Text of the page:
SPP – 7 February
Last Saturday was the first session of the scholarship preparation programme workshop that I attended. As I missed the previous week, I had to attend a short make-up session prior to the start of saturday’s workshop. Coming to the workshop, we were asked to bring our profiles from the strengths finder test we took earlier. I was (pleasantly) surprised to find out that each person’s strength finder profile was actually personalised! I thought that as long as we had the same trait, the strength finder would say the same thing about us. Knowing that it was actually unique, and reading other profiles of those with strengths similar to mine really made me wonder about how distinct each of us were.
Furthermore, I think it also served as a reminder to really use the traits that are unique to yourself to your advantage. For example, my top strength, which I felt was very applicable to myself was “Learner” and this was my description:
Because of your strengths, you occasionally center your efforts on making improvements you decide are intriguing or relevant to your life. Maybe you need to feel passionate about these opportunities. Why? You might want to devote time and energy to acquiring the knowledge and/or skills you sense you lack. To some degree, this explains why you periodically force yourself to address specific shortcomings. By nature, you may prefer to read, write, and ponder philosophies, theories, or concepts that interest you. You might prefer to be alone with your thoughts rather than engage people in small talk at a social event. Instinctively, you usually equate education — formal and informal — with understanding more about something today than you understood about it yesterday. It’s very likely that you may enjoy reflecting on what you already know or want to know. At times, your concentration leads you to major or minor discoveries. Maybe you need ample quiet time to examine new information, theories, concepts, or philosophies. Perhaps your mind cannot rest regardless of where you go or what you do. To some extent, you ponder what you have observed. Occasionally you pose never-before-asked questions. Perhaps thinking deeply about certain things is a necessity for you. It might not be a luxury. It might not be an option. Chances are good that you sometimes devote yourself to gaining knowledge or acquiring skills. You may be happy with life when you have ample time to make discoveries. How? You might read, solve problems, write, rehearse, or practice.
In general, I felt like the entire passage was very applicable to me but especially so for the lines that I bolded in the above quote. These aren’t things that I’m not aware of about myself. However, I do feel like this was a reminder to really take time for myself to wind down and reflect amidst the bustle of school because ultimately I do feel that is how I am able to push myself further. While it was perhaps an eye-opener to have a test describe the kind of person I am to me, I do think that ultimately, it’s about self awareness and whether you know these things about yourself – after all, it is you yourself who provides the test with the knowledge to come to these conclusions.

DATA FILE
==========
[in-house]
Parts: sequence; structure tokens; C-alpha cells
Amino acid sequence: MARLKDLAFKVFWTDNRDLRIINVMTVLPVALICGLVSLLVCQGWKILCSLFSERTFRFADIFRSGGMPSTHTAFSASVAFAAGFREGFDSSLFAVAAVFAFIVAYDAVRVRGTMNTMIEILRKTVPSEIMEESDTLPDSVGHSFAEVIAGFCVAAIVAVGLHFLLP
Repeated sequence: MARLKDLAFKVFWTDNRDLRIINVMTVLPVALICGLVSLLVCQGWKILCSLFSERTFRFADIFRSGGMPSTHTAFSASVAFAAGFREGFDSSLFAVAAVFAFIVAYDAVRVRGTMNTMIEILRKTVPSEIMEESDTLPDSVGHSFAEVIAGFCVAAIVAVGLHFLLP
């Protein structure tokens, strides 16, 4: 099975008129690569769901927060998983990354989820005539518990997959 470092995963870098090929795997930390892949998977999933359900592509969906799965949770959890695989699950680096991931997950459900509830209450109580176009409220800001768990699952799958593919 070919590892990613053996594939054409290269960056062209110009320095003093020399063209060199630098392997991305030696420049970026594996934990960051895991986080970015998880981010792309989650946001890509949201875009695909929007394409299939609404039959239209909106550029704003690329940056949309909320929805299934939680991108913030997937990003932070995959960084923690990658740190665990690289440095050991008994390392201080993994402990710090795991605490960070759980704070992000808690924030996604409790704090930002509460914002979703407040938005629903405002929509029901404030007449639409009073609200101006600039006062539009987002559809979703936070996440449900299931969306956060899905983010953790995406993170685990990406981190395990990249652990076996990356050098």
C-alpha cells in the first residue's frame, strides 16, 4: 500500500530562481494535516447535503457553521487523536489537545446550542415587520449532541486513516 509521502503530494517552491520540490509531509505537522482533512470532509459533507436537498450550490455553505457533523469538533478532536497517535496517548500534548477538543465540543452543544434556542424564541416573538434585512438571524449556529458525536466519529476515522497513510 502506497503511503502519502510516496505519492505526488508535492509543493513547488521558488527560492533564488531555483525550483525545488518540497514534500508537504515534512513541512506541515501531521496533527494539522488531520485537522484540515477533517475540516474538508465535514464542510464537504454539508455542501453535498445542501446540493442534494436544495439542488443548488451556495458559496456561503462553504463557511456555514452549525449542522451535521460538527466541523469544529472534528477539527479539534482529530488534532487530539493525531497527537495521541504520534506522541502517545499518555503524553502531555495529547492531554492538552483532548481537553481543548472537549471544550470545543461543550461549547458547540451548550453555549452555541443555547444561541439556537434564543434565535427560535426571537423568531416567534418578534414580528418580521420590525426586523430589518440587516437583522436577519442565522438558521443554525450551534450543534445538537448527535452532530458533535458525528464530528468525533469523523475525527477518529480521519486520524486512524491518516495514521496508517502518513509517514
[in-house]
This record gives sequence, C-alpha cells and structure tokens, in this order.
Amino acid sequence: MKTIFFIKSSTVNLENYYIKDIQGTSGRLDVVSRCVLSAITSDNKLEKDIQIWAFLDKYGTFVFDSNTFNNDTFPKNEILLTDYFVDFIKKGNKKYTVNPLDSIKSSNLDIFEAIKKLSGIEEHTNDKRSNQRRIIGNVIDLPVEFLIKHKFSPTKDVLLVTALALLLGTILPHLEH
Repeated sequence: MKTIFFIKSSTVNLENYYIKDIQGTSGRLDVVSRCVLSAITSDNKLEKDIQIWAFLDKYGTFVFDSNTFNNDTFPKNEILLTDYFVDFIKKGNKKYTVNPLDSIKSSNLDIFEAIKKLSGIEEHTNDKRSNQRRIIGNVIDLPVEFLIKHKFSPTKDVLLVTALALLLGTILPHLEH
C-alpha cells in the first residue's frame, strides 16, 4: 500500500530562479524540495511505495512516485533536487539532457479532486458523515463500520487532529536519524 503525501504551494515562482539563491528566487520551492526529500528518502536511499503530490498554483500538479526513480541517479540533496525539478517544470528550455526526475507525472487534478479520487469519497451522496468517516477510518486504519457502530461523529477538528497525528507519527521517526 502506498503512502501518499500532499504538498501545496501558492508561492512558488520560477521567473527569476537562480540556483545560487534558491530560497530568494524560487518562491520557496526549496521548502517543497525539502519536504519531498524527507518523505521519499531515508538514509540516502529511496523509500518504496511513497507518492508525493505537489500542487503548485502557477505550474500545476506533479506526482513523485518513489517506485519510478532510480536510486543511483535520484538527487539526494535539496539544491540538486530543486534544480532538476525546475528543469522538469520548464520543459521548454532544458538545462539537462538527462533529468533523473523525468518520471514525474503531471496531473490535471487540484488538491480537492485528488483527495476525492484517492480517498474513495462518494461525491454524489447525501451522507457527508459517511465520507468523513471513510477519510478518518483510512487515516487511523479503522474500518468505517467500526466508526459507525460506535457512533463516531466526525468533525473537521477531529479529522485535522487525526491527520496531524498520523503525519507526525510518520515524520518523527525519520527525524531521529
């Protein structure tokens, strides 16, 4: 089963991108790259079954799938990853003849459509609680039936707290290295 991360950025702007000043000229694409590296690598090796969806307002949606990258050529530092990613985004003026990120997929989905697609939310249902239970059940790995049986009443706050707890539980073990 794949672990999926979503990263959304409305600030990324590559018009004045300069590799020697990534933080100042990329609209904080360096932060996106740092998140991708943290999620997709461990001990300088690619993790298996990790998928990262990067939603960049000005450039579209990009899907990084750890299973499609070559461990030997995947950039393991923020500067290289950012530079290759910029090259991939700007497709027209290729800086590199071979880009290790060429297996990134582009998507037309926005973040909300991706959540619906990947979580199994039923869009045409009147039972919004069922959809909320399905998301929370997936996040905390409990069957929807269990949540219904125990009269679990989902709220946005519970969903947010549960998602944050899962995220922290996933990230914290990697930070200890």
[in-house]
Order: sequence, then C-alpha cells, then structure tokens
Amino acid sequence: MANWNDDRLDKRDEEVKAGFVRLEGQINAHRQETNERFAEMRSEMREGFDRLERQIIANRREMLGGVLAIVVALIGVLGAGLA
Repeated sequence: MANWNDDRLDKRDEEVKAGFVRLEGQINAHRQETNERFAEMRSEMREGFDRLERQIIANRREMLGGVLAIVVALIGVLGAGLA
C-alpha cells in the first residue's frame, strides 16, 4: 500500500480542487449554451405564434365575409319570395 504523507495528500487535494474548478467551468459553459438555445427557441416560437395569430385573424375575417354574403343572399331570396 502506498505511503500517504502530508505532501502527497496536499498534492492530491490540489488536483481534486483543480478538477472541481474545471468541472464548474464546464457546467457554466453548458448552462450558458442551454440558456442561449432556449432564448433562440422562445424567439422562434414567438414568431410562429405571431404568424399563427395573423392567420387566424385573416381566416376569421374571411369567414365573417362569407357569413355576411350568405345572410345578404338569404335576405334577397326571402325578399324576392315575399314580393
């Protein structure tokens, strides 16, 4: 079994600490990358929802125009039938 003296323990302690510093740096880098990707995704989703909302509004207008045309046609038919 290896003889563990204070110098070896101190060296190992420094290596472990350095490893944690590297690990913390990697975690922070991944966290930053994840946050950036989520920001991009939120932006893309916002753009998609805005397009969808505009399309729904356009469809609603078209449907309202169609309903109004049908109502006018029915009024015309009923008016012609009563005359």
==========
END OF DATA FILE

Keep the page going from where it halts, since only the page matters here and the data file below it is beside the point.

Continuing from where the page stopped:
Therefore, I feel like perhaps when we are sharing with our fellow peers, though we might not be able to get them all to do the test, we could do an activity asking them to consider what they feel are their greatest strengths, when they feel they are pushed the most etc. We could perhaps aid their discovery by sharing with them a list of the traits used by Gallup and perhaps even an example of a possible profile. This could help them to maximise the positive aspects of themselves.
Moving into the core of today’s session, it was really about writing a personal statement. A week or so ago, we were asked to write first drafts of our personal statement, which we would then send in to the team for evaluation. Mine happened to be the personal statement that the trainer Mr. Chew used as an example to discuss with the class and I think I’m glad that he liked it but I do think that there’s still improvement to be made on it. For example, he mentioned that from reading it he would have thought I wrote it with the intention of applying for the SPH scholarship and perhaps it would have to be tweaked a little bit if I intended to utilise it to apply to liberal arts colleges/ universities in America. Ultimately, I found that with personal statement we all disagreed a little bit about what a “good” personal statement is. At the end of the day , I think that it’s really about how genuinely the personal statement is able to communicate who the applicant is. Use of anecdotal stories, writing in a very academic way etc, could all be ways of approaching the personal statement, I feel, as long as it resonates with and reflects who you are as a person. At the end of the day I personally think what’s key is being true to yourself. Of course, you want to communicate this in as succinct and clear way as possible but I don’t think one should ever be compelled to write in a style distinctly different from your own in order to “fit” the model of a personal statement. The challenge ultimately is to be able to write in a style that is distinctly yours but yet effective.
And that concludes my thoughts on last Saturday’s session!